Businesses would match gifts to zoo

If public gives $1 million by Feb. 14, they'll equal it

November 26, 2003|By Stacey Hirsh | Stacey Hirsh,SUN STAFF

With an outpouring of public support to keep elephants Dolly and Anna at the Baltimore Zoo, business leaders have pledged to match up to $1 million in donations if Maryland citizens can raise that much by Valentine's Day, the zoo announced yesterday.

Zoo President Elizabeth "Billie" Grieb said Maryland residents have donated $300,000 to the zoo since it was publicized early this month that the attraction needed to lend its elephants to other zoos and lay off workers to help cover a budget shortfall.

If the state's residents can increase that total to $1 million - and business leaders match it - Grieb said, the sum would remedy the zoo's short-term cash crunch and allow it to keep the elephants in Baltimore.

"It would ensure that we are able to keep Dolly and Anna, our beloved elephants, right here at the zoo," Grieb said at a news conference overlooking the Elephant House.

The Baltimore Zoo announced this month that it was laying off 20 workers, removing about 400 reptiles, amphibians and birds from the zoo and lending out its two elephants, a result of a $700,000 reduction in state funding, a struggling economy and a year of inclement weather that deterred visitors.

Officials have said the zoo would need an extra $1.2 million to $1.5 million annually to keep all of the animals, make repairs, meet cash flow needs and avoid shrinking its operation.

Initial public and private donations would help with the immediate financial problems, but zoo officials are still working on a long-term solution.

A public-private rescue package was put together at a Baltimore meeting last week attended by Gov. Robert L. Ehrlich Jr., Comptroller William Donald Schaefer and about two dozen area business leaders. Ehrlich promised financial support, and business leaders pledged $500,000.

The companies pledging to help the zoo have asked that they remain anonymous, but they include financial institutions, utility companies and law firms, said Ben Gross, a zoo spokesman.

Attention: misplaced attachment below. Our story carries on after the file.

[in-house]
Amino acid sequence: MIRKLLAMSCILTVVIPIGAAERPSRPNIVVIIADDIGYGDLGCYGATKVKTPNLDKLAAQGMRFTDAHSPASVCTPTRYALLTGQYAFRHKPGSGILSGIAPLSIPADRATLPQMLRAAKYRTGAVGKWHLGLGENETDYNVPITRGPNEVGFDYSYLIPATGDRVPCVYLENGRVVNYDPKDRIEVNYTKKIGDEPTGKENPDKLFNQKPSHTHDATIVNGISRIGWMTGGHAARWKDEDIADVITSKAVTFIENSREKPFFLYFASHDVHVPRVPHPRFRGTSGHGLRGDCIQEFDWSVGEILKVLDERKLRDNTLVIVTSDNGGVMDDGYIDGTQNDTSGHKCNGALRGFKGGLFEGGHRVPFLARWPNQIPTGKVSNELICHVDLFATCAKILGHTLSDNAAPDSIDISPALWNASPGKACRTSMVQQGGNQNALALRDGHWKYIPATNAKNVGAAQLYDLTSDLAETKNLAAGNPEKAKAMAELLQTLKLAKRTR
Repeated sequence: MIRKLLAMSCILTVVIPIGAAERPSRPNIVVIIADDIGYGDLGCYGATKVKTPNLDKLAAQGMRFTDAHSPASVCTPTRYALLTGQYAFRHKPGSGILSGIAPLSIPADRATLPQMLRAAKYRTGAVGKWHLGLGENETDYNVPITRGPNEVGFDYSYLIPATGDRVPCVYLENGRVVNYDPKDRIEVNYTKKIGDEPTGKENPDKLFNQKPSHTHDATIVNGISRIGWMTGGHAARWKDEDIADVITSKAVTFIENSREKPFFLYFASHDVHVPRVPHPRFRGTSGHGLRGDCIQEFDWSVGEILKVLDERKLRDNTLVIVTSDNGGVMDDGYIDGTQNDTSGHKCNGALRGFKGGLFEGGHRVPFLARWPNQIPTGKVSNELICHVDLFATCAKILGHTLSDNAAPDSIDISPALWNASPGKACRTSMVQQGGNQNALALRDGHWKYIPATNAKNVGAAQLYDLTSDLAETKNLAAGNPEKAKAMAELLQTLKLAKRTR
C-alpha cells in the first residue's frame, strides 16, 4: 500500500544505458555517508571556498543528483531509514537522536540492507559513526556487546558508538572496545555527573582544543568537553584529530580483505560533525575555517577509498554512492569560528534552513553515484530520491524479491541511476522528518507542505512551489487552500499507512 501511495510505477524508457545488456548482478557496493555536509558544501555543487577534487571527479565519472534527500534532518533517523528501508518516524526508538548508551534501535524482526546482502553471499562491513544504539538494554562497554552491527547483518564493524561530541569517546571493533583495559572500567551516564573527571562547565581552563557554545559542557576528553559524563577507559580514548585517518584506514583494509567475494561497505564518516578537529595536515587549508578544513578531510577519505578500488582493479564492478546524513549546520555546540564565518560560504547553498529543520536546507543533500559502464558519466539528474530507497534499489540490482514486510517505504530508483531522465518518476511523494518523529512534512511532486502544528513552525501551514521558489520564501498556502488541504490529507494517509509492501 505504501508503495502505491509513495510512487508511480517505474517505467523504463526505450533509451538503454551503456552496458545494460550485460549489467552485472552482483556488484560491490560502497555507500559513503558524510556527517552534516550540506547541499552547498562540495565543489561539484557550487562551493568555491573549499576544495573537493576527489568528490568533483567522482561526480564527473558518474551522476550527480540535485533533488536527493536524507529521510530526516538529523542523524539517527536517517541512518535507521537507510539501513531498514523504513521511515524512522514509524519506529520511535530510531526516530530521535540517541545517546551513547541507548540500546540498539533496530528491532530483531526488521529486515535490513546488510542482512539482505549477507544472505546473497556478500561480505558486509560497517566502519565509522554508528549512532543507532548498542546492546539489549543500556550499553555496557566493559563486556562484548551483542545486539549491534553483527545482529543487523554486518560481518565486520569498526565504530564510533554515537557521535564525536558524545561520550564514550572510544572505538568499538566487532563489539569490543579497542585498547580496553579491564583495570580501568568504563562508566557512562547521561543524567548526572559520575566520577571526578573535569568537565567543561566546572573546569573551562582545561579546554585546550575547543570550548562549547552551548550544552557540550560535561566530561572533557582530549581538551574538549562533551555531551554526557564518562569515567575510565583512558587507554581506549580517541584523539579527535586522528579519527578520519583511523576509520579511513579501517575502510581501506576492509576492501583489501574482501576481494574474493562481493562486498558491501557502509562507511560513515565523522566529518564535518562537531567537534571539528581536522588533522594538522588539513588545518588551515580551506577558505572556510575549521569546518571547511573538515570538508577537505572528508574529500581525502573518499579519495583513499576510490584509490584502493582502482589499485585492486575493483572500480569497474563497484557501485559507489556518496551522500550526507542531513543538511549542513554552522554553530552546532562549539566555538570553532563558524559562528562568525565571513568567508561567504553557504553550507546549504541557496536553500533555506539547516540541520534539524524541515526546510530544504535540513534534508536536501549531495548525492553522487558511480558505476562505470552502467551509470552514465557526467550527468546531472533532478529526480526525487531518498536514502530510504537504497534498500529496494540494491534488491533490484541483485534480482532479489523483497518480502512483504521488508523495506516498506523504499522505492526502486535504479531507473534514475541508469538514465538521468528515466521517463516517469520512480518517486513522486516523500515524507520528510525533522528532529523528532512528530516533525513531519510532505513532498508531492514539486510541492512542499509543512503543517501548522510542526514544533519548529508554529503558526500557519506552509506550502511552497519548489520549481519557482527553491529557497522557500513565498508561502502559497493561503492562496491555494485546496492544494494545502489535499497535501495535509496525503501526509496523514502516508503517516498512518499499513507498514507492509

For business leaders to double their $500,000 pledge, the public must raise an additional $700,000 by Feb. 14 to bring its total donation to $1 million. That would mean an average donation of 20 cents per Maryland resident or $1.47 from each resident of Baltimore, Grieb said.

Grieb said yesterday that SuperFresh grocery stores are taking zoo donations at their checkout lines. She also announced that the zoo is planning a one-mile walk-a-thon Dec. 13 to raise money.

Despite public donations, the zoo cutbacks, other than the elephants, will remain intact, Grieb said yesterday.

"We still have to implement a long-term plan for fiscal stability," she said.

Zoo workers who unionized last winter as part of the United Steelworkers union have filed complaints with the National Labor Relations Board alleging that the zoo laid off employees without notifying or bargaining with the unit.

Several of the 95 employees in the bargaining unit also said they were mystified about the zoo's plan to lend out its elephants to save money. And some worried that the stress of moving the elephants could hinder their ability to breed.

Colleen Baird, an elephant keeper, described the past several weeks as an emotional roller coaster. She said the goal of breeding a baby elephant at the zoo is shared by zoo workers and management.

"We're definitely happy that they're staying, as long as we can get them bred," Baird said.

Baltimore's zoo has about 150 full-time workers.

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